Failure of the American Dream in Fitzgerald’s The Great Gatsby


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Failure in The Great Gatsby


In Fitzgerald's The Great Gatsby, all the characters are, in one way or another, attempting to become happier with their lives. The characters in the novel are divided into two groups: the rich upper class and the poorer lower class(West egg and East egg) though the main characters only try to make their lives better, the American dream they are all trying to achieve is eventually ruined by the harsh reality or life.

Tom and Daisy Buchanan, the rich couple, seem to have everything they could possibly want. Though their lives are full of anything you could imagine, they are unhappy and seek to change, Tom drifts on "forever seeking a little wistfully for the dramatic turbulence of some irrecoverable football game"(pg. 10) and reads "deep books with long words in them"(pg. 17) just so he has something to talk about. Even though Tom is married to Daisy he has an affair with Myrtle Wilson and has apartment with her in New York.. Daisy is an empty character, someone with hardly any convictions or desires. Even before her relationships with Tom or, Gatsby are seen, Daisy does nothing but sit around all day and wonder what to do with herself and her friend Jordan. She knows that Tom is having an affair, yet she doesn't leave him even when she hears about Gatsby loving her. Daisy lets Gatsby know that she too is in love with him but cant bring herself to tell Tom goodbye except when Gatsby forces her too. Even then, once Tom begs her to stay, even then Daisy forever leaves Gatsby for her old life of comfort. Daisy and Tom are perfect examples of wealth and prosperity, and the American Dream. Yet their lives are empty, and without purpose.

Though Myrtle Wilson makes an attempt to escape her own class and pursue happiness with the rich, she ends up gaining nothing and eventually dies. She is basically a victim of the group she wanted to join. Myrtle tries to become like Tom by having an affair with him and taking on his way of living, but in doing so she becomes unsatisfied with her life. Her constant clothing changes show that she is unhappy with her life, she changes personalities every time she changes her dress: "with the influence of the dress her whole personality had also undergone a change.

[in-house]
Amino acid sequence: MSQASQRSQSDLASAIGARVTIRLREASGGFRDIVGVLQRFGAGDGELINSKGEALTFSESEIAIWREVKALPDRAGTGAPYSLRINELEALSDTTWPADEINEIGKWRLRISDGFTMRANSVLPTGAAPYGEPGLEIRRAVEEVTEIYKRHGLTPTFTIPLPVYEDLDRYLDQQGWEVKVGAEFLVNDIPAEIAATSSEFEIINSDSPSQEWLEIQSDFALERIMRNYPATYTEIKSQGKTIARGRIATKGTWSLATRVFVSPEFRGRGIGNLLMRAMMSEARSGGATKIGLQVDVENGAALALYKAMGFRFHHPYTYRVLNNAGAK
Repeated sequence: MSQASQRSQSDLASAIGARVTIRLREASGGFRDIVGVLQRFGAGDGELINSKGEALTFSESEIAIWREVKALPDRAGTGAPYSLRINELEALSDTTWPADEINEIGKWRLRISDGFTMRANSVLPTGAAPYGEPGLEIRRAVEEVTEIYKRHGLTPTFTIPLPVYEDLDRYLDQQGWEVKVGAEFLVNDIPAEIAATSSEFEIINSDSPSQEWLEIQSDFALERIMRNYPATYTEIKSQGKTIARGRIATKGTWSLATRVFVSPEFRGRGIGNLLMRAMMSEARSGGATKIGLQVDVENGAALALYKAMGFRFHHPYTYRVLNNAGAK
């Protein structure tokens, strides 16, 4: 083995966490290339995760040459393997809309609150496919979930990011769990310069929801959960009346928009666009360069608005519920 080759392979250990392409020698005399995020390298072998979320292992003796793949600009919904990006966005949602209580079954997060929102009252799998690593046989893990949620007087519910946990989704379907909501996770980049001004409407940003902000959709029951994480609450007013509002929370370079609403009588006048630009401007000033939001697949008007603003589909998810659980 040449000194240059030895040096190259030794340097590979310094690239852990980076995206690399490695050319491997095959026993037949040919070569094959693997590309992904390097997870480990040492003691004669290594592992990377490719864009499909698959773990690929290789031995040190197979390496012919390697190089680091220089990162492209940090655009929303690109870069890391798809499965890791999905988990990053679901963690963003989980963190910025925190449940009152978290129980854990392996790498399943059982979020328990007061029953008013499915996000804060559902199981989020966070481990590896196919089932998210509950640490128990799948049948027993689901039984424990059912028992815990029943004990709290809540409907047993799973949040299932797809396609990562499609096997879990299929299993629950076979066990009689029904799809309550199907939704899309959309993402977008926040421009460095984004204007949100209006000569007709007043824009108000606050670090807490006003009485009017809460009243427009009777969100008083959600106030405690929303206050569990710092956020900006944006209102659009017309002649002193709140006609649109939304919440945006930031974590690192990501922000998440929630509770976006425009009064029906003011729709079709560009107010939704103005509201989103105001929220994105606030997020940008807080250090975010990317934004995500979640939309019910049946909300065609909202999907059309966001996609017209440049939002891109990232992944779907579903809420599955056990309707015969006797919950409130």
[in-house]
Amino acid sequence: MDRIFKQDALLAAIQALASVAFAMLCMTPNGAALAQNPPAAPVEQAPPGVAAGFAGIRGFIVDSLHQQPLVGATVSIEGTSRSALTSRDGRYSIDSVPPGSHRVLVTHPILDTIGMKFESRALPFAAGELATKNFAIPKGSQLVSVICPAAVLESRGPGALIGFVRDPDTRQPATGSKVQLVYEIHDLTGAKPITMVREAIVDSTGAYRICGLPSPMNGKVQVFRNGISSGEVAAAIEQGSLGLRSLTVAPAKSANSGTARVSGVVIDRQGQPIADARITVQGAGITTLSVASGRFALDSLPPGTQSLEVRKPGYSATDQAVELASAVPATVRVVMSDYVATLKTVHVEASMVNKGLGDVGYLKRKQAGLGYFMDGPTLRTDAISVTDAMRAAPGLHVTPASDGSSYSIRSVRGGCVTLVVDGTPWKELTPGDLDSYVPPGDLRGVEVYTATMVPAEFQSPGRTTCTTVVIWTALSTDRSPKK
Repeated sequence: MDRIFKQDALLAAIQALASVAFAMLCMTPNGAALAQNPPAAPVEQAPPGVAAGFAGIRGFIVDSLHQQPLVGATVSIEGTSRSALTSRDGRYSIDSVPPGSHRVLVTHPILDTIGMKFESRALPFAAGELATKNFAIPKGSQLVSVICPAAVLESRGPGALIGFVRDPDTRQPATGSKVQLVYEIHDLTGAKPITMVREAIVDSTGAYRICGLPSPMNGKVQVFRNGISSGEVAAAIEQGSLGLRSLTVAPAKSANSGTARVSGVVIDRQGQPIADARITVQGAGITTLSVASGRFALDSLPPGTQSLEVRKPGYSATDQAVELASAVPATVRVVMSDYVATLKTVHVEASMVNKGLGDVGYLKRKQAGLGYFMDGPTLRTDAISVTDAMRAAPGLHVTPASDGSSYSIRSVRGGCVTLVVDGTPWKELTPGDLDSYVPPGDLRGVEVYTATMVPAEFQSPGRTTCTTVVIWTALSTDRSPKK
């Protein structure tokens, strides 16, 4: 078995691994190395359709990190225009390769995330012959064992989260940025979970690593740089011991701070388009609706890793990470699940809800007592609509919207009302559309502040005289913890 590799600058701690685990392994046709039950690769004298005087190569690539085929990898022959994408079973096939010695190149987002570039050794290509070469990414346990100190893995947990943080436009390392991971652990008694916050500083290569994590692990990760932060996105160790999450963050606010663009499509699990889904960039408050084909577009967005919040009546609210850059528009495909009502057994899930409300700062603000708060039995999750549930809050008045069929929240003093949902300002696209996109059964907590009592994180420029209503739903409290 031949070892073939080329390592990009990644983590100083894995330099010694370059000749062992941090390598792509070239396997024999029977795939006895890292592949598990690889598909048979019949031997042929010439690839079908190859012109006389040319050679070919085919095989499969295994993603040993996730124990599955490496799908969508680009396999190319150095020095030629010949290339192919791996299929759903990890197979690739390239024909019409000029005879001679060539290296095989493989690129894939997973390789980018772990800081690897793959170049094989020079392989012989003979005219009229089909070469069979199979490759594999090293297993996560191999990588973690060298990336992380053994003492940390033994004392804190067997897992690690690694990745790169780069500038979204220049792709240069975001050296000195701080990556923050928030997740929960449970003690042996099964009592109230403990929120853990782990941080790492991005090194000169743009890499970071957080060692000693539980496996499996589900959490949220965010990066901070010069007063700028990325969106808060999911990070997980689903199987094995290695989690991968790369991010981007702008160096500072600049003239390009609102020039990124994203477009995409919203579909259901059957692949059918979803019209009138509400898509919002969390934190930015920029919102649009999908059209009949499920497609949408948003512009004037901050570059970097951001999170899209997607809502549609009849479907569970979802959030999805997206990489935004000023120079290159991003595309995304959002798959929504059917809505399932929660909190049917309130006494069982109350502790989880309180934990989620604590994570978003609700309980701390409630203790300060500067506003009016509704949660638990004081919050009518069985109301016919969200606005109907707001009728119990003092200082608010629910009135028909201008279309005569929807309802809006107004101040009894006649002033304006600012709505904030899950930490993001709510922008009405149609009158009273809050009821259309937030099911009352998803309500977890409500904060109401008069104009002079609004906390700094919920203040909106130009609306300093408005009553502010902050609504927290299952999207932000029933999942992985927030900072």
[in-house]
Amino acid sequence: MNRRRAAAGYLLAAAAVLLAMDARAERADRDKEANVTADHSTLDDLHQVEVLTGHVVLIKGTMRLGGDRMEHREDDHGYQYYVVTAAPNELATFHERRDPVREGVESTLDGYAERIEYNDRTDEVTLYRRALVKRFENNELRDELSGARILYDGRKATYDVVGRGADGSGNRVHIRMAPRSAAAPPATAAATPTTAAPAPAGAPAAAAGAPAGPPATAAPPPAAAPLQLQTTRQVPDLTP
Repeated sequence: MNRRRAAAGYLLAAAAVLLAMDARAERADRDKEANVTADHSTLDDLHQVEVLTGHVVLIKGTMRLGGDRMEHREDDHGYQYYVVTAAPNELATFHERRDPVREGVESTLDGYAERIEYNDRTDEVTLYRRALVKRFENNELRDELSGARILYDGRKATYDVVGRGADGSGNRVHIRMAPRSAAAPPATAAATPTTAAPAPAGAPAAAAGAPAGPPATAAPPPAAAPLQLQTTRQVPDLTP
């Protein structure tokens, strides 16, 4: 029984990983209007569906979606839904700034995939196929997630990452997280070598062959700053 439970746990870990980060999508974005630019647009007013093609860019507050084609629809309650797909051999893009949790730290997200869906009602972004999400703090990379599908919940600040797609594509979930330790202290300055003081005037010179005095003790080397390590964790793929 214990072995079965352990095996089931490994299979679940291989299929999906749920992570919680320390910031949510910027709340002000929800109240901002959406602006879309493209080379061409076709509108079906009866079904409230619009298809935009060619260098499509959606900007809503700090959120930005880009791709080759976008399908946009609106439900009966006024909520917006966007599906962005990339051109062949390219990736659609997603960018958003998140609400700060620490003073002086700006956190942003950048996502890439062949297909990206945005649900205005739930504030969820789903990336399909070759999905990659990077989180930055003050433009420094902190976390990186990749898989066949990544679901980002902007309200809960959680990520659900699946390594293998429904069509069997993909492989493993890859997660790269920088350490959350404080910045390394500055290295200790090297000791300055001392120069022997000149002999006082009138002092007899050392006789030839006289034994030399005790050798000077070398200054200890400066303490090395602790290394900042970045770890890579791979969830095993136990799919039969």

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The intense vitality... was converted into impressive hauteur"(pg. 35). "Myrtle raised her eyebrows in despair at the shiftlessness of the lower orders. 'These people!

You have to keep after them all the time.'"(pg. 36). . Myrtle trys to create a new life for herself but eventually falls victim to it while trying to be someone she wasn't.

For the past five years, Gatsby sees Daisy as the perfect woman, someone that Daisy could be, "no amount of fire or freshness can challenge what man will store up in his ghostly heart"(pg. 101). Gatsby is disappointed that the woman he loves is not really who he wants her to be be. Gatsby wants a better life and he thinks he can do it if he puts his mind to it, which is also a part of the American Dream. However, Gatsby's dream collapses when he fails to win Daisy and is not accepted by the upper class. All his money cannot help him when old man Wilson fires a gun at him. Gatsby sees himself as a failure when Daisy chooses Tom instead of him.The failure of Gatsby's hoped for life relates to the failure of the American Dream. Without his dream Gatsby has nothing, nothing to keep him going, no direction, and no purpose to live.

Throughout the novel, Fitzgerald shows how dreams are destroyed, no matter what the dreams consist of, money, material status, or just simply to be happy. Fitzgerald also shows that the failure of the American Dream is unavoidable in a sense that nothing can be as perfect as one could imagine. Without hopes or dreams life would be empty, as shown by Tom and the Buchanans. The American Dream is something every person works for throughout his or her life. Although the American Dream is admirable, it is impossible to achieve eternal satisfaction. The American Dream is just that, a dream.


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